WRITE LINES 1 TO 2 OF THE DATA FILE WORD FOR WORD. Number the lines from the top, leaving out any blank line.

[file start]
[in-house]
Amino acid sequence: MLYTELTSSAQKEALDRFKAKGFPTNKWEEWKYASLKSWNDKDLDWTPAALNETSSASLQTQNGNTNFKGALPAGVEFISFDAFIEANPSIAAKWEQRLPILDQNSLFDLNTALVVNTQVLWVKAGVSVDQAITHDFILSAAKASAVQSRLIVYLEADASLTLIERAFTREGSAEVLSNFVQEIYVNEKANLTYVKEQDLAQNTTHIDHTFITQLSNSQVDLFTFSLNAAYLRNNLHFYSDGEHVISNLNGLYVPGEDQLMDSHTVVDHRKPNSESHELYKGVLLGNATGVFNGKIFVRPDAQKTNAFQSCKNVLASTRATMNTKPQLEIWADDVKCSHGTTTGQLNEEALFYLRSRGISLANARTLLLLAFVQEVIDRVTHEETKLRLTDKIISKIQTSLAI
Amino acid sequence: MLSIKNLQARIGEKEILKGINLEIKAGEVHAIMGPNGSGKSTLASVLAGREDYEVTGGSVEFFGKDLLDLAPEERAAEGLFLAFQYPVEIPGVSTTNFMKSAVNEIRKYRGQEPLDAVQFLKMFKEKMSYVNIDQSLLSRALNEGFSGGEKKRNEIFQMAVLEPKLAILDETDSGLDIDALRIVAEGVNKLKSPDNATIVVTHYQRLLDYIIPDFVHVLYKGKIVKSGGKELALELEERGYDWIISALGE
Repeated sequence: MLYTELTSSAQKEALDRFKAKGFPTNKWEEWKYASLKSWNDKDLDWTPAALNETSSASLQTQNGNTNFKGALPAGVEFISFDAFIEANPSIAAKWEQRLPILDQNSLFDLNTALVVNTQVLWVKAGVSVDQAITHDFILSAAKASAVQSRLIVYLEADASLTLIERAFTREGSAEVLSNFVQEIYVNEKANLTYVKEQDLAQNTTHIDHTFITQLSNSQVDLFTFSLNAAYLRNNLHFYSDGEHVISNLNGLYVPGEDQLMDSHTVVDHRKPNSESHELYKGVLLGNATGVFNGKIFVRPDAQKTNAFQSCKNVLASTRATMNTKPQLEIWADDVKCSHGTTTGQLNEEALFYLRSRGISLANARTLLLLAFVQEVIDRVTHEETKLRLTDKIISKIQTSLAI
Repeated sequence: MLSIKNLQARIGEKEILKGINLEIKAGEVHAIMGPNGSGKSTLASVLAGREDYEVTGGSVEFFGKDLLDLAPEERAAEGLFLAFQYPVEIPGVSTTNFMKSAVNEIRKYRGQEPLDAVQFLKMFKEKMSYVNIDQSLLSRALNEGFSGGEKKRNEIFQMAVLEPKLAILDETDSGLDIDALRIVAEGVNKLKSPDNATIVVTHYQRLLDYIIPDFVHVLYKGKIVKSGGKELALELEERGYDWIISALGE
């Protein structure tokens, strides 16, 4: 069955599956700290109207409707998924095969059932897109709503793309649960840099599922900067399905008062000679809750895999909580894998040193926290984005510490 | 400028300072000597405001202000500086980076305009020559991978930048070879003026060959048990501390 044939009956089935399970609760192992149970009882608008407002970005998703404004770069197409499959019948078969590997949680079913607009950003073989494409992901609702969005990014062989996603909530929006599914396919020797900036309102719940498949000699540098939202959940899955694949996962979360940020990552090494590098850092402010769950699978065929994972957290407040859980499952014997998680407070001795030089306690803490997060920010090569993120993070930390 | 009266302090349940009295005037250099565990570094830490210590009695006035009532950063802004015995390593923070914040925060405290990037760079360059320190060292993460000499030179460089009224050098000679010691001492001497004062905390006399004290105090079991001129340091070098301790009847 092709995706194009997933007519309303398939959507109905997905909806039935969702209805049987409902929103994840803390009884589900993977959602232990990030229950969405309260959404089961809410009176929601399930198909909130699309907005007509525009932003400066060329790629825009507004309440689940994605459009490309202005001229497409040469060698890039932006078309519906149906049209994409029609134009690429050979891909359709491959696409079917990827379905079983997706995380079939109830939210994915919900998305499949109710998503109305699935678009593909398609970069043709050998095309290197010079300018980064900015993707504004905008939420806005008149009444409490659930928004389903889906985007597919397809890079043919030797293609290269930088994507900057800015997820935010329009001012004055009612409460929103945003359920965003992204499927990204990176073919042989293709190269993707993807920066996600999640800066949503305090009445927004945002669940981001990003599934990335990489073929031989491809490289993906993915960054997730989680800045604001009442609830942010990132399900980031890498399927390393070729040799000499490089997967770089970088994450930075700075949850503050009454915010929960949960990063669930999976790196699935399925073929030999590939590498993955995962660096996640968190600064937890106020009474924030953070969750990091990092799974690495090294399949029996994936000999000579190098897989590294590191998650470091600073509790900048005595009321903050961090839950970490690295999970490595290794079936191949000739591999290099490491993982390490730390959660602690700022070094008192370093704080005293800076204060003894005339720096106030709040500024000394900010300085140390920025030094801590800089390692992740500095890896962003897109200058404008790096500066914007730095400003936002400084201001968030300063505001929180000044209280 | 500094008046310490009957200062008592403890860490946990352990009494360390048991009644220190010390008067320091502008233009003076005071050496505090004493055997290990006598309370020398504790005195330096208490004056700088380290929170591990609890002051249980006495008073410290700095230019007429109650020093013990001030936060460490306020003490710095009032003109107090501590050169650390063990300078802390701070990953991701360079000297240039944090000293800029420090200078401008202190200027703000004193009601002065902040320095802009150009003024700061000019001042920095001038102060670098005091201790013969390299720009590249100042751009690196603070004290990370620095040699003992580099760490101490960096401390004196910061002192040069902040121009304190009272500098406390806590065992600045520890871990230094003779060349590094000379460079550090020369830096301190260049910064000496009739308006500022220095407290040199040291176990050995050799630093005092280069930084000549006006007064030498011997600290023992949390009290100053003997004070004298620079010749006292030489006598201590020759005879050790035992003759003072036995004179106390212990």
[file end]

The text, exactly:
[in-house]
Amino acid sequence: MLYTELTSSAQKEALDRFKAKGFPTNKWEEWKYASLKSWNDKDLDWTPAALNETSSASLQTQNGNTNFKGALPAGVEFISFDAFIEANPSIAAKWEQRLPILDQNSLFDLNTALVVNTQVLWVKAGVSVDQAITHDFILSAAKASAVQSRLIVYLEADASLTLIERAFTREGSAEVLSNFVQEIYVNEKANLTYVKEQDLAQNTTHIDHTFITQLSNSQVDLFTFSLNAAYLRNNLHFYSDGEHVISNLNGLYVPGEDQLMDSHTVVDHRKPNSESHELYKGVLLGNATGVFNGKIFVRPDAQKTNAFQSCKNVLASTRATMNTKPQLEIWADDVKCSHGTTTGQLNEEALFYLRSRGISLANARTLLLLAFVQEVIDRVTHEETKLRLTDKIISKIQTSLAI